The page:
Over the past 12 months, the world witnessed a pivotal general election in India, presidential elections in Indonesia, congressional midterm elections in the United States, European parliamentary elections and elections (of varying competitiveness) in over a dozen of additional countries in the world, all pivotal in their own ways — Colombia, Brazil, Bolivia, South Africa, Japan, Afghanistan, Iraq, Egypt, Tunisia, Turkey, Serbia, Ukraine, Bosnia, Belgium, Sweden and independence referenda in Scotland and Catalunya.

After such a crowded 2014 calendar, it’s not surprising that 2015 will not bring the same volume of electoral activity. But there’s still plenty at stake, especially as volatile oil prices, Chinese economic slowdown and the return of recession in Europe and Japan could stifle global economic potential. The most important of those elections that will determine policy that affects the lives of billions of people worldwide.

Without further ado, here is Suffragio‘s guide to the top 15 elections to watch as 2015 unfolds — beginning in Greece, where the government fell earlier this week.  Continue reading 15 in 2015: Fifteen world elections to watch in 2015

Haiti’s tragic, disgraceful Duvalier era is now over



Many Haitians believed that bad spirits were behind the devastating January 2010 earthquake that leveled Port-au-Prince.Haiti

Those beliefs may  have been confirmed almost a year to the day later when, on January 16, 2011, Jean-Claude ‘Baby Doc’ Duvalier returned to Haiti after a quarter-century in exile in France, forced from office in 1986 after his family’s nearly three-decade rule of mismanagement, terror and oppression. His return came in the middle of two rounds of the most recent Haitian presidential election, which Michel Martelly, a Haitian singer, won, however improbably, against government favorite Jude Célestin and former first lady Mirlande Manigat.

The best thing that can be said about Duvalier’s death today, at age 63, is that he won’t be alive to interfere in Haiti’s upcoming 2015 presidential election, which can now be conducted without the shadow of perhaps the most pernicious of Haiti’s many unfortunate governments since its 1804 independence.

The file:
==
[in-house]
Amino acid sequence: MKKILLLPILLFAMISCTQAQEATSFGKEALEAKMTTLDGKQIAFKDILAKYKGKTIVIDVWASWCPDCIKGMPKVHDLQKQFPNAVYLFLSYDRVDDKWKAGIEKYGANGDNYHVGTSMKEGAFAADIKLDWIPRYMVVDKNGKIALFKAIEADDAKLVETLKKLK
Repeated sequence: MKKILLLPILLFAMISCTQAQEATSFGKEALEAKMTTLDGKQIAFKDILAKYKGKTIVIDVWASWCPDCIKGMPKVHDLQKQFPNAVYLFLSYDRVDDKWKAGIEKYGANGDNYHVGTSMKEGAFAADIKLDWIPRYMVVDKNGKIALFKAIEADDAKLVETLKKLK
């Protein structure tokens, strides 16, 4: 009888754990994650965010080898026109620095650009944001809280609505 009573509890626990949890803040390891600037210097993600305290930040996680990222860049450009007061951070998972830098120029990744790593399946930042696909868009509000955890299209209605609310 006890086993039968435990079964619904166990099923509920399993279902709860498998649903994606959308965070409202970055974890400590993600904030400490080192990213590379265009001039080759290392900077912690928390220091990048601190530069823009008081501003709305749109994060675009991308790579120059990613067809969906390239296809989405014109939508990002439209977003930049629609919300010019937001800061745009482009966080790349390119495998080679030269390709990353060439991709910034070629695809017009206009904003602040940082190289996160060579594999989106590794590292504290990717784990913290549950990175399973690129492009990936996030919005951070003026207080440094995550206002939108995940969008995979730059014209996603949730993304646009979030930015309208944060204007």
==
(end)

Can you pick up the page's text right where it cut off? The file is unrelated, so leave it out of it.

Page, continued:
Unlike many deposed tyrants, Duvalier had the good fortune to die in his native Haiti.

Though he had his supporters, some of whom are too young to remember the brutality of the Duvalier era and some of whom look back with nostalgia on a time of greater security, Duvalier won’t die with much love from among the Haitian people, who are still living with the repercussions of his brutal rule.

His father, François Duvalier, was elected in 1957 on a populist platform and soon took the title of ‘president for life,’ with the support of an abusive and terrorsome rural militia known as the Tonton Macoute and the backing of a pliant US government more concerned about the anti-communist bona fides of its allies during the Cold War than the massive human rights abuses that ‘Papa Doc’ Duvalier committed.

When Papa Doc died, suddenly, in 1971, Baby Doc took power at the age of 19. He held power for 15 more years before Haitians revolted, at long last, catalyzed by the brutal deaths of three student activists in Gonaïves in 1985 at the hands of Duvalier government forces. After three decades of exiles, murders and persecution, Haitians simply decided they’d had enough. Duvalier, for his part, lived a lush life in France off the proceeds of three decades of the family’s graft and outright theft.

Two days after he returned to Haiti, he appeared in court to face charges that he pilfered millions in funds. Rumors abounded that his rationale for returning to Haiti in the first place was to lay claim to $4 million in frozen Swiss bank account funds.

Though he was ultimately forced to stand before a court in 2013, the case against Duvalier atrophied under Martelly’s government. Though no autocratic, Martelly’s ministers were always  sympathetic to Duvalier — and less of his opponent, two-time president Jean-Bertrand Aristide, who also returned to Haiti from South Africa shortly after Duvalier’s return in March 2011 and who may run once again for the presidency in 2015.

In the years between his return to Haiti and his death, Duvalier spent much of his time carousing in nice restaurants and living in a palatial home in the hills above the Haitian capital, far removed from the desperation and poverty that his 15-year rule helped create.

Though his crimes may have gone unpunished by a woefully inadequate justice system in Haiti, the country, which has faced its share of bad spirits since its 1804 slave-led revolution, will wake up tomorrow with at least one less malicious spirit haunting its future.